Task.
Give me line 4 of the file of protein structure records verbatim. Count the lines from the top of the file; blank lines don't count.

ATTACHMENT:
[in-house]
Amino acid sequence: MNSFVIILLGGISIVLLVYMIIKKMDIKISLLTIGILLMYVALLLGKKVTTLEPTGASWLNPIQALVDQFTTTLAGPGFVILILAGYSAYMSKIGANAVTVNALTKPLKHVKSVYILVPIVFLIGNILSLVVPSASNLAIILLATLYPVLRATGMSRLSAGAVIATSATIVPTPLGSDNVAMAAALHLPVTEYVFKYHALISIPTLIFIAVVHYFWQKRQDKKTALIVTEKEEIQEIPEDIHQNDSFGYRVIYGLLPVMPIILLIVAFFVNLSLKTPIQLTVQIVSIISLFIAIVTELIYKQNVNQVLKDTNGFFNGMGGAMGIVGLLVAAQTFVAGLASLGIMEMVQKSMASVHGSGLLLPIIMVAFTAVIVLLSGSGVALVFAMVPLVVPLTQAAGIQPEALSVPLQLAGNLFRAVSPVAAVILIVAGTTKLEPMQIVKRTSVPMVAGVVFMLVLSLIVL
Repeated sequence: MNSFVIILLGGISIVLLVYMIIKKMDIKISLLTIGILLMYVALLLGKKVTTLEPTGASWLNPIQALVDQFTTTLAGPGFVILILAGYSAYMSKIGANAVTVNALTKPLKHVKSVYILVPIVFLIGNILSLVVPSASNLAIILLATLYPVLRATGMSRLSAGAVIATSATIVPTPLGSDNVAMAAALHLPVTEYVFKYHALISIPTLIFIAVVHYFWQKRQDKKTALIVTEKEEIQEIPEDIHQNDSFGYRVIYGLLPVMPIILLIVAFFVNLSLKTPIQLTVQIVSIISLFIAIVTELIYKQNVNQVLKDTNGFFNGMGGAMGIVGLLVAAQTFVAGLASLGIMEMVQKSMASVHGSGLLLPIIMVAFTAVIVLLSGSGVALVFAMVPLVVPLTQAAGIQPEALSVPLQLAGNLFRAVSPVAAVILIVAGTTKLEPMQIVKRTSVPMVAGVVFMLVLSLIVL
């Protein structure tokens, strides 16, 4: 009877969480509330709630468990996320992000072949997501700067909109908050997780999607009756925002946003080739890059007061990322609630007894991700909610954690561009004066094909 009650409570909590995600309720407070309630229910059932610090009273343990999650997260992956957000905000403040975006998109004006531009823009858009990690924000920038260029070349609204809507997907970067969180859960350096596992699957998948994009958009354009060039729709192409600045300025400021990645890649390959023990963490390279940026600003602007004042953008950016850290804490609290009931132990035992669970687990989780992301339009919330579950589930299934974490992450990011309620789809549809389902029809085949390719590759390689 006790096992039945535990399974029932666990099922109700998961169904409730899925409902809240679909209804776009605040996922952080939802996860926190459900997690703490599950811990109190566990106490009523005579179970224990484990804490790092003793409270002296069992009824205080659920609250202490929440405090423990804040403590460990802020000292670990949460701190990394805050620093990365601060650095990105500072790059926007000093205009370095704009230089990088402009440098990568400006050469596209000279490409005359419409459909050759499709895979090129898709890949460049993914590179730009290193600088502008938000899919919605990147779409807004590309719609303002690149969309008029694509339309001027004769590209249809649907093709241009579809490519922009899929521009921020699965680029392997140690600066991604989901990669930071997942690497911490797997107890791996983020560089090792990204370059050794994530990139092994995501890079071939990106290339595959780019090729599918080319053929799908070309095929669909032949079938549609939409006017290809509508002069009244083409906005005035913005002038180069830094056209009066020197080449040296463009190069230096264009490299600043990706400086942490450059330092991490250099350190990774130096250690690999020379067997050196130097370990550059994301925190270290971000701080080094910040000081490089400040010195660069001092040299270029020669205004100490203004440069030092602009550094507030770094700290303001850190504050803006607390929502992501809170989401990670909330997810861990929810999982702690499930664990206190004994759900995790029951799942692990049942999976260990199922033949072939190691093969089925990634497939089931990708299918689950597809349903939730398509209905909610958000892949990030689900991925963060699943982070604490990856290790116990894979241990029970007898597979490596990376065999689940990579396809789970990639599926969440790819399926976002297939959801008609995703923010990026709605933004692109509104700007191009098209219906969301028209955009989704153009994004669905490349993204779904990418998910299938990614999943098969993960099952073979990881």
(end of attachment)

């Protein structure tokens, strides 16, 4: 009877969480509330709630468990996320992000072949997501700067909109908050997780999607009756925002946003080739890059007061990322609630007894991700909610954690561009004066094909 009650409570909590995600309720407070309630229910059932610090009273343990999650997260992956957000905000403040975006998109004006531009823009858009990690924000920038260029070349609204809507997907970067969180859960350096596992699957998948994009958009354009060039729709192409600045300025400021990645890649390959023990963490390279940026600003602007004042953008950016850290804490609290009931132990035992669970687990989780992301339009919330579950589930299934974490992450990011309620789809549809389902029809085949390719590759390689 006790096992039945535990399974029932666990099922109700998961169904409730899925409902809240679909209804776009605040996922952080939802996860926190459900997690703490599950811990109190566990106490009523005579179970224990484990804490790092003793409270002296069992009824205080659920609250202490929440405090423990804040403590460990802020000292670990949460701190990394805050620093990365601060650095990105500072790059926007000093205009370095704009230089990088402009440098990568400006050469596209000279490409005359419409459909050759499709895979090129898709890949460049993914590179730009290193600088502008938000899919919605990147779409807004590309719609303002690149969309008029694509339309001027004769590209249809649907093709241009579809490519922009899929521009921020699965680029392997140690600066991604989901990669930071997942690497911490797997107890791996983020560089090792990204370059050794994530990139092994995501890079071939990106290339595959780019090729599918080319053929799908070309095929669909032949079938549609939409006017290809509508002069009244083409906005005035913005002038180069830094056209009066020197080449040296463009190069230096264009490299600043990706400086942490450059330092991490250099350190990774130096250690690999020379067997050196130097370990550059994301925190270290971000701080080094910040000081490089400040010195660069001092040299270029020669205004100490203004440069030092602009550094507030770094700290303001850190504050803006607390929502992501809170989401990670909330997810861990929810999982702690499930664990206190004994759900995790029951799942692990049942999976260990199922033949072939190691093969089925990634497939089931990708299918689950597809349903939730398509209905909610958000892949990030689900991925963060699943982070604490990856290790116990894979241990029970007898597979490596990376065999689940990579396809789970990639599926969440790819399926976002297939959801008609995703923010990026709605933004692109509104700007191009098209219906969301028209955009989704153009994004669905490349993204779904990418998910299938990614999943098969993960099952073979990881």